Now that you have all these principles, let’s talk about how to put them all together at the gym. There are a couple of ways you can organize all of this, but one of the simplest is to do a day of upper body (bench press, overhead press, bent over row, pull up), a day of lower body (squat and deadlift), a day of rest, and then repeat. So your schedule might look like this.
- Monday: upper body
- Tuesday: lower body
- Wednesday: rest
- Thursday: upper body
- Friday: lower body
- Weekend: rest
If you’ve read this far, you may have asked “what about abs?!” at some point. A lot of these compound lifts significantly work your core. I never did any ab specific exercises in my first year, and I got a six-pack for the first time in my life — all from compound exercises. But if you insist on doing crunches, do them on your lower body day after squats and deadlifts.
I would recommend doing 3 sets of 8 reps for each exercise. So do each exercise 8 times, wait about a minute, and then repeat for a total of 3 sets. This will ll be pretty quick and easy the first few weeks since you’re starting with such a light weight. But don’t worry about it; progressive overload is going to make it a struggle in no time. Use it as an opportunity to watch YouTube videos on form.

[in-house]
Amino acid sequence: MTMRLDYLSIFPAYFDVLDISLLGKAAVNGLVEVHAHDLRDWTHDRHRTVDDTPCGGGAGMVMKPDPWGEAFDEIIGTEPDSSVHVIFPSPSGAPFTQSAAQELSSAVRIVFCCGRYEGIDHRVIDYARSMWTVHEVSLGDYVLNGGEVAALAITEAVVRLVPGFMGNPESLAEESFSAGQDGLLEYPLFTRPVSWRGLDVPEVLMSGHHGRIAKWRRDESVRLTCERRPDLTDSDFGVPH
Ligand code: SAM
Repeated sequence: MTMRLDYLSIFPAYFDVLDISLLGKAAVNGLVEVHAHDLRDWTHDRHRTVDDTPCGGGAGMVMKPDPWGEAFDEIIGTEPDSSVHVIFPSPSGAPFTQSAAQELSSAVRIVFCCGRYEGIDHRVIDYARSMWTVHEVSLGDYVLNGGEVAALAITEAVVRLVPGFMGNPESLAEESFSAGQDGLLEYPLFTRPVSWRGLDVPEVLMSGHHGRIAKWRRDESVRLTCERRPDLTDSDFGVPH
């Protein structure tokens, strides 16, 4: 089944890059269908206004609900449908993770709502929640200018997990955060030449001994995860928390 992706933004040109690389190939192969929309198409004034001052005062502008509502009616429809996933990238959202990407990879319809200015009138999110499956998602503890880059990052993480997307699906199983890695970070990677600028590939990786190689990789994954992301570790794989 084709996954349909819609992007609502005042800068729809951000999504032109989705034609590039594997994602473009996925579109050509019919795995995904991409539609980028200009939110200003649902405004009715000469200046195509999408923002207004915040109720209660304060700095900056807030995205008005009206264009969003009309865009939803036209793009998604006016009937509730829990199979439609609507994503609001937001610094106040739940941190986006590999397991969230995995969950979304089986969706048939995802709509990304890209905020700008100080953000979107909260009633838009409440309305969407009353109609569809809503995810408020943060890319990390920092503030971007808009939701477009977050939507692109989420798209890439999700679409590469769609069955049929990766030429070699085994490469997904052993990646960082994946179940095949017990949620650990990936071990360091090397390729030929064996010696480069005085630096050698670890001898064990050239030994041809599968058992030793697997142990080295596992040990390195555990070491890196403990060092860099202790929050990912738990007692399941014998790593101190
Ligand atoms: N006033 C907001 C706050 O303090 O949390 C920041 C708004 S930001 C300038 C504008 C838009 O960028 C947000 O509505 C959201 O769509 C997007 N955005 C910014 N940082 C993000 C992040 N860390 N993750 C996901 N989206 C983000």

The last and most important ingredient here is consistency. You aren’t going to see a difference in one day, one week, or even one month. But each day, with progressive overload and real food, you’re going to experience an imperceptible improvement. Those imperceptible improvements are going to add up, and after a few months, you’re going to notice a difference and the people around you are going to notice a difference. This diagram demonstrates this perfectly.
The trick to getting there is persistence — so do whatever it takes to lock in that persistence. Take progress pics. Put your gym times in your calendar and set reminders. That’s an exercise in self-regulation. Meal prep ahead of time so that the food is already there waiting for you.
Once you see the first little progress, look back on it any time you don’t feel like getting to the gym. Project that progress into the future to know what you’re going to look like in the future with persistence.
With progressive overload, you’ll constantly be lifting a weight that you weren’t able to lift a few days before as your body adapts and gets stronger. Celebrate each of those victories and new accomplishments.
After each gym session, take a moment to sit quietly, close your eyes, and reflect on how good your body feels. Your body was meant to confront and overcome new challenges and it’s going to reward you with feeling great afterward.
Do all these things, and you shouldn’t have any trouble at all with consistency. And if you have consistency in these things, you’re going to completely transform your body over the course of the next year.